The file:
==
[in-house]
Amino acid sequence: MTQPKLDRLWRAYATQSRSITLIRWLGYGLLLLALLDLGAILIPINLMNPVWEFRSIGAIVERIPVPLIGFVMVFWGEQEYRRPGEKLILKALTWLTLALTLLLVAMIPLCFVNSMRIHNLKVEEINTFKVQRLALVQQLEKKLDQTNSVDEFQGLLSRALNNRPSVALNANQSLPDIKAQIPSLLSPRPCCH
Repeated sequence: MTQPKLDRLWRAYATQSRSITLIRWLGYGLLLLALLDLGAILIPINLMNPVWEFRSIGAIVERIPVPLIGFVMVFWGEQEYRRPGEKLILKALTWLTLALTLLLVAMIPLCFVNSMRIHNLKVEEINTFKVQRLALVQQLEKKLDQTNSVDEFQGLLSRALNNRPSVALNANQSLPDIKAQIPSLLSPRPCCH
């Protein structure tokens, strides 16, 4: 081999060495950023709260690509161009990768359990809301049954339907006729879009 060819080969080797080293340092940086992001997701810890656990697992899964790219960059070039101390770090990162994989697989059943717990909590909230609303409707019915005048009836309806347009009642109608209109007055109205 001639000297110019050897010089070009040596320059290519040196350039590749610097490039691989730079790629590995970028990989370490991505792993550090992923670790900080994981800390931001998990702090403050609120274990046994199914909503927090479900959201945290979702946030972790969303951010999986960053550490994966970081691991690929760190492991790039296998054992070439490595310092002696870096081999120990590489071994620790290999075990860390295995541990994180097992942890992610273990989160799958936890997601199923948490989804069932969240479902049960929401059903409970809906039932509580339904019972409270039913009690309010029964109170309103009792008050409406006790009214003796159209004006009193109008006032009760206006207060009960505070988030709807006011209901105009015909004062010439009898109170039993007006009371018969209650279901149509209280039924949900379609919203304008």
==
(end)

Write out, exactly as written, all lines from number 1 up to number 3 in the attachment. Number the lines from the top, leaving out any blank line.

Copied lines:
[in-house]
Amino acid sequence: MTQPKLDRLWRAYATQSRSITLIRWLGYGLLLLALLDLGAILIPINLMNPVWEFRSIGAIVERIPVPLIGFVMVFWGEQEYRRPGEKLILKALTWLTLALTLLLVAMIPLCFVNSMRIHNLKVEEINTFKVQRLALVQQLEKKLDQTNSVDEFQGLLSRALNNRPSVALNANQSLPDIKAQIPSLLSPRPCCH
Repeated sequence: MTQPKLDRLWRAYATQSRSITLIRWLGYGLLLLALLDLGAILIPINLMNPVWEFRSIGAIVERIPVPLIGFVMVFWGEQEYRRPGEKLILKALTWLTLALTLLLVAMIPLCFVNSMRIHNLKVEEINTFKVQRLALVQQLEKKLDQTNSVDEFQGLLSRALNNRPSVALNANQSLPDIKAQIPSLLSPRPCCH